Saturday, October 23, 2021

Experts are wrong, Jaylen Waddle will be the best rookie wide receiver in 2021

If you haven’t stayed away from offseason NFL news, you have most likely have come across sports analysts’ rankings of players in the 2021 draft class. Among wide receivers, most analysts don’t even have Miami Dolphins’ 2021 number one pick, Jaylen Waddle at the top or even number two. Those rankings will most likely reveal Ja’Marr Chase and DeVonta Smith being the number one and number two rookie wide receivers in 2021. But in terms of stats, observation, raw talent, and speed, the analysis from the so called NFL experts can’t realistically justify Jaylen Waddle being beneath anything below the top of the list.

From an observation standpoint, if you had asked any Alabama football fan who was the best player, not wide receiver, but best player on the team in the past two seasons, they would tell you by far, before being injured, would have been Jaylen Waddle. That isn’t taking away anything from Heisman trophy winner, DeVonta Smith. Yes, Smith was good, but Waddle was better. And most people that watched Alabama football religiously will tell you if Waddle had not broken his ankle the fifth game of the 2020 season, he would have won the Heisman instead of Smith.

Former Alabama offensive coordinator, Steve Sarkisian said that Waddle is the only player he would ever put in the same category as former Heisman winner, Reggie Bush. Prior to the 2020 season, ESPN named Jaylen Waddle as the most exciting player of 2020 for Alabama. Many analysts have also compared Waddle to Tyreek Hill. If you have never seen Jaylen Waddle with a juke move or a kick off return for a touchdown, go watch some of his Alabama highlight reels. They will definitely be worth the watch.

DON’T BE SLEEPING ON JAYLEN WADDLE

However, just an observation doesn’t give what Jaylen Waddle can really do justice. As far as speed, Jaylen Waddle runs a 40 yard dash in 4.29 seconds, which is only second to Tutu Atwell’s and Anthony Schawrtz’s 4.28 seconds among wide receivers. And some coaches believe that Waddle has been even faster than that. That Jaylen Waddle speed has credited him with some incredible punt and kick off returns for touchdowns. In 2019, he returned a 77 yard punt for a touchdown against LSU and a 98 yard kick off against Auburn. Those performances awarded Waddle the SEC Special Teams Player of the Year in 2019. In 2018, Waddle won the SEC Freshman of the Year.

For comparison, how much difference is there with Waddle, Chase, and Smith? Among the three, Waddle never had enough attempts thrown to him where he would be able to catch more than 45 passes in any of his college seasons. During 45 receptions thrown to him his freshman year, Waddle had 848 receiving yards for an average of 18.8 yards per reception. The most receptions Chase ever had in a season was 84 and Smith had 117 during his Heisman campaign.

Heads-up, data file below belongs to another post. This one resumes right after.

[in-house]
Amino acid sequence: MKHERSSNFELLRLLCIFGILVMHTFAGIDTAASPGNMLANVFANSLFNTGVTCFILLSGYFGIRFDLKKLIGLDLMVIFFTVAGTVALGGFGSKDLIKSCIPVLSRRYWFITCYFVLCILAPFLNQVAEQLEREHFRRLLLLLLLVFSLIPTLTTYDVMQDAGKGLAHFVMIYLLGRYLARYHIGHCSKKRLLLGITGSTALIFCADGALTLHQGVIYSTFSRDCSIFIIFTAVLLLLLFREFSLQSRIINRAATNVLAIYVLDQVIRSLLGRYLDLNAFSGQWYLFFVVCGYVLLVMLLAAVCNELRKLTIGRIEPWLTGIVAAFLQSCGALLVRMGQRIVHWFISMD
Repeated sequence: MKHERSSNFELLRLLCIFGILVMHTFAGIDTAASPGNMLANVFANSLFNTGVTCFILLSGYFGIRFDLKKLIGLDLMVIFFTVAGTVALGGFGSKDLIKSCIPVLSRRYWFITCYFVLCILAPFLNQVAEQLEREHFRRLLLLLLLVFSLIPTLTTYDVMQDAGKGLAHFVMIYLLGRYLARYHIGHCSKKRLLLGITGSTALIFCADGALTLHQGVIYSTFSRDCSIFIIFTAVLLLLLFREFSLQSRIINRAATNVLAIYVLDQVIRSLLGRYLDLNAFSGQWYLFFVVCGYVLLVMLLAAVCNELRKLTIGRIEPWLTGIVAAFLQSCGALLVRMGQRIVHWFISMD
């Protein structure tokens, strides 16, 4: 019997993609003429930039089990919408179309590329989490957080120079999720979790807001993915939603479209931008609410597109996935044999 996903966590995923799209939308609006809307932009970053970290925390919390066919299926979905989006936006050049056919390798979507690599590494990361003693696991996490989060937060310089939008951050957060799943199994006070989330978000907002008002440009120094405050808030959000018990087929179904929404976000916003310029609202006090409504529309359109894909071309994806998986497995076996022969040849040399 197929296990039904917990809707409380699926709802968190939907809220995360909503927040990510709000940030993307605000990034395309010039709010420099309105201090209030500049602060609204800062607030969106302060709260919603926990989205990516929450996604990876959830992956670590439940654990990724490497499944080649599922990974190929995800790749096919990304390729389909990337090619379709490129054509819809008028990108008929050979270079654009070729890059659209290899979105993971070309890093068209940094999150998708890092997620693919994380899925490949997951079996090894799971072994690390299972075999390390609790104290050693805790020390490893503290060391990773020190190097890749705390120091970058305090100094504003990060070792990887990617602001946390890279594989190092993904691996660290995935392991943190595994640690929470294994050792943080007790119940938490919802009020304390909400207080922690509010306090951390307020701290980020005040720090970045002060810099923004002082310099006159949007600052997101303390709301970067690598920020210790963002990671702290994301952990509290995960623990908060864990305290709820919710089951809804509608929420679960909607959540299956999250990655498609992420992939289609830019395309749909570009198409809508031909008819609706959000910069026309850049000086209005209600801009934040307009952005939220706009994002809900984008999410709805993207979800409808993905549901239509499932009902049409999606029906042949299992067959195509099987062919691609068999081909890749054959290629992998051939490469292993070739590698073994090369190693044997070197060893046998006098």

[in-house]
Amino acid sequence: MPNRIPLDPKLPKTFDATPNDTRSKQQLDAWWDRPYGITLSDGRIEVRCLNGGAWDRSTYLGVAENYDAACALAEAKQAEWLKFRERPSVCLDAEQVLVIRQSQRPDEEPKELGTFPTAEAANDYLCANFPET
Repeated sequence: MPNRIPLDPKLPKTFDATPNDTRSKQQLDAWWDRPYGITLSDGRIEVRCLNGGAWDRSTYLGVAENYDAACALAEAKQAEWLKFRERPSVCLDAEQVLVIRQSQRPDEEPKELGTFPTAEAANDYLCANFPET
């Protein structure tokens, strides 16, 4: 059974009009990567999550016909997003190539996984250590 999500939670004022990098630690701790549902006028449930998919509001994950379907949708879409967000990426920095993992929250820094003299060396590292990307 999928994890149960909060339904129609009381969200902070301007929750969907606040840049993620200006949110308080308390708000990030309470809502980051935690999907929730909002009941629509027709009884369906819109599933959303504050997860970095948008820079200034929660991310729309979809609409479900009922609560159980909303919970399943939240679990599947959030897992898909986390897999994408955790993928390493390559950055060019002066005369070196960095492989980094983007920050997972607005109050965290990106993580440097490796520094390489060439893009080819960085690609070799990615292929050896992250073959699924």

If Waddle had those same numbers at an average of 18.8 yards he would have over 1500 and 2000 yards respectively. Not even Julio Jones had those kind of numbers during his playing years at Alabama. Before his injury in 2020, Jaylen Waddle was having a monster year. He was on pace to a record setting season among wide receivers in college football. Waddle had already amassed 557 yards in 25 receptions. Returning for the college football national championship, Waddle finished his season with 591 yards in 28 receptions with an average of 21.1 yards per reception.

Hypothetically, if he had not been injured and had attained 117 receptions as DeVonta Smith did with a 21.1 average, he would have ended his 2020 season with a whopping 2,468 yards, which would have easily awarded him the Heisman Trophy over Smith. That would have been the best season any wide receiver would have had in college football history, shattering the former single season receiving record of 2060 yards.

Many feel that Waddle isn’t at the top of the rookie wide receiver list because they think that Ja’Marr Chase will be a better receiver than Waddle and Smith. But as far as raw talent, Waddle is faster, a better punt and kick off returner, and has a better juke move. Waddle also has been mentioned to be not at the top of the list because of his injury, but that was a broken ankle in October of 2020. By the time the 2021 NFL season starts, his ankle will be at 100%.

If opposing NFL teams sleep on Jaylen Waddle this season, then it will cost them. Waddle won’t be just the best rookie wide receiver in the NFL this season, but he will be one of the best wide receivers in the NFL overall. Barring any type of freak accident or injury, Tua and Waddle will re-establish the chemistry they had at Alabama in Miami, and no NFL defense will be able to stop that.

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